Global Value Investing Summary

Global Value Investing Summary

July 12, 2018 0 By Jeremy


Rules-Based Strategy Summary: Global Value Investing

Global value investing is a strategy that involves buying index funds that track the cheapest global stock markets in the world.  Adapted from Meb Faber’s book, “Global Value: How to Spot Bubbles, Avoid Market Crashes, and Earn Big Returns in the Stock Market“, this strategy builds a portfolio of ten ETFs of cheaply valued single-country markets.

In the backtest results presented in the book, the cheaply valued single-country markets show higher growth over multiple year periods, therefore improving investor returns.

In other words, buying the stock markets of countries that are cheaper than their historical norms can show huge growth potential over  subsequent years.

The CAPE Ratio

The primary method that Meb uses to determine relative valuation is the CAPE ratio.  The CAPE ratio was invented by Robert Schiller and is defined as:

  1. The cyclically adjusted price-to-earnings ratio
  2. A ratio used to gauge whether a stock [or other asset or groups of assets] is undervalued or overvalued by comparing its current market price to its inflation adjusted historical earnings record.
  3. A ratio using the average earnings over the last decade helps to smooth out the impact of business cycles and other events and gives a better picture of a company’s sustainable earning power.

The best way to understand how the CAPE ratio works is to use a table that shows the average returns of both a higher and lower CAPE ratio.  This table from Meb’s research demonstrates the CAPE ratio’s benefit in providing a proxy for potentially higher or lower returns over the next 10 year period:

Global Value Investing - US Stock Returns Versus CAPE Ratio

As you can see, when the CAPE ratio had a lower historical value (average of 10.92), the average 10-year return was 16.1%.  Alternatively, when the CAPE ratio was high (23.31), then the average 10-year return was -3.3%.  That is a massive difference and highlights the selling point for this rule-based investing strategy.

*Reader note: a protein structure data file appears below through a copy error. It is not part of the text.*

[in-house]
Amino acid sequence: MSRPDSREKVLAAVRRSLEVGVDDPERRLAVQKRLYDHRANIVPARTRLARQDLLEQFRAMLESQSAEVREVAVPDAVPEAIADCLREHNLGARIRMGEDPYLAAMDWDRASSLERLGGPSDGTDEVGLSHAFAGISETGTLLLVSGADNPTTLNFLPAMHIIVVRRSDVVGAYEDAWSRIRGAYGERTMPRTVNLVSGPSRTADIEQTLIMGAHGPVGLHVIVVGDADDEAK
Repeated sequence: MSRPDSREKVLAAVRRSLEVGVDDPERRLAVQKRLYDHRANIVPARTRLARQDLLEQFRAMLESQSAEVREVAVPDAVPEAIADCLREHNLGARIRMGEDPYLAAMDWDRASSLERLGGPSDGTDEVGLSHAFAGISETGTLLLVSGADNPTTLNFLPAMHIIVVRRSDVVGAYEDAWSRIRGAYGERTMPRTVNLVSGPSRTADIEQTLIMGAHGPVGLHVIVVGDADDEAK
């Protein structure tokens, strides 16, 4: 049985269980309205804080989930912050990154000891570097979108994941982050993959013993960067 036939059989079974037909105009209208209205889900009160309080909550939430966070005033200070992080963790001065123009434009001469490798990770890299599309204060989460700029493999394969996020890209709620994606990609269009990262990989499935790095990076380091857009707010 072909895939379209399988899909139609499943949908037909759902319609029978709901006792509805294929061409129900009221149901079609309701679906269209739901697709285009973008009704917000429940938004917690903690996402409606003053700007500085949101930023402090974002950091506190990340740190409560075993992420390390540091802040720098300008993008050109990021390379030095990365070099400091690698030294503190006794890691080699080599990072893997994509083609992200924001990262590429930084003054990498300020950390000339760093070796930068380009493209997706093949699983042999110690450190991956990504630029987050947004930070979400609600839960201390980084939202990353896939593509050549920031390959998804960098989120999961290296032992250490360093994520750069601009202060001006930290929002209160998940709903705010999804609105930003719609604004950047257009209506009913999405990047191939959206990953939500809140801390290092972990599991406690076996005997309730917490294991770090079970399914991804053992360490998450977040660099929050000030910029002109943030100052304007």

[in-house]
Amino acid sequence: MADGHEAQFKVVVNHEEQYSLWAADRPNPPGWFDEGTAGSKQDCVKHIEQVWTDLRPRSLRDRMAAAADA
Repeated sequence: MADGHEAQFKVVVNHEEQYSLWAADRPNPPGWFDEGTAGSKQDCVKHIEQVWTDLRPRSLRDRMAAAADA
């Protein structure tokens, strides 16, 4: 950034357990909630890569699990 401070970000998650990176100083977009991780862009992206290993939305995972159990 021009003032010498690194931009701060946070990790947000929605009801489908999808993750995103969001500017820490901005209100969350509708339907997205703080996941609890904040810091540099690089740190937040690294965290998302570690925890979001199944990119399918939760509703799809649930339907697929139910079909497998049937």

More Data on CAPE Ratio and Returns

Here is more data from the same paper. In this table, the U.S. stock market average returns for various CAPE levels is shown:

US Stock Average Real Returns Versus CAPE Ratio

Pretty clear to see that the higher the 10-year CAPE ratio is, the lower the subsequent returns are over all periods of forward returns.

Let’s now look at how to build a portfolio using a Global Value Investing strategy, including where to get the data.

Rules-Based Portfolio Construction & Management

The challenge with using the CAPE ratio is obtaining CAPE ratios for each individual country.  One way is to subscribe to Meb Faber’s Idea Farm.  On a quarterly basis he provides the calculated CAPE ratios for investable countries.

Instead of that method, I personally use the data and tools at Research Affiliates. On their site, under the Tools menu, they have an Asset Allocation tool and available download that provides the visitor with a listing of the Expected Returns for various assets around the world.  This includes expected returns for individual countries.

Global Value Research Affiliates

On the bottom of the screen there is a link to download an Excel file with all of the data to build this strategy.  My personal approach is to use Research Affiliates’ expected returns values rather than just the CAPE ratio.  I feel this is a more robust approach, as it takes into account more than one valuation metric to determine if the country is really that cheap.

I use the “Expected.Returns.All” tab in the downloaded spreadsheet, sort it by “Expected Return (Nominal)“, and buy the ten countries with the highest expected returns.  Hence, by doing this I am buying the countries with the cheapest valuation right now.

These ten ETFs are held for a year, and the analysis is done again.  Countries that have moved out of the top ten are sold and the new countries are bought.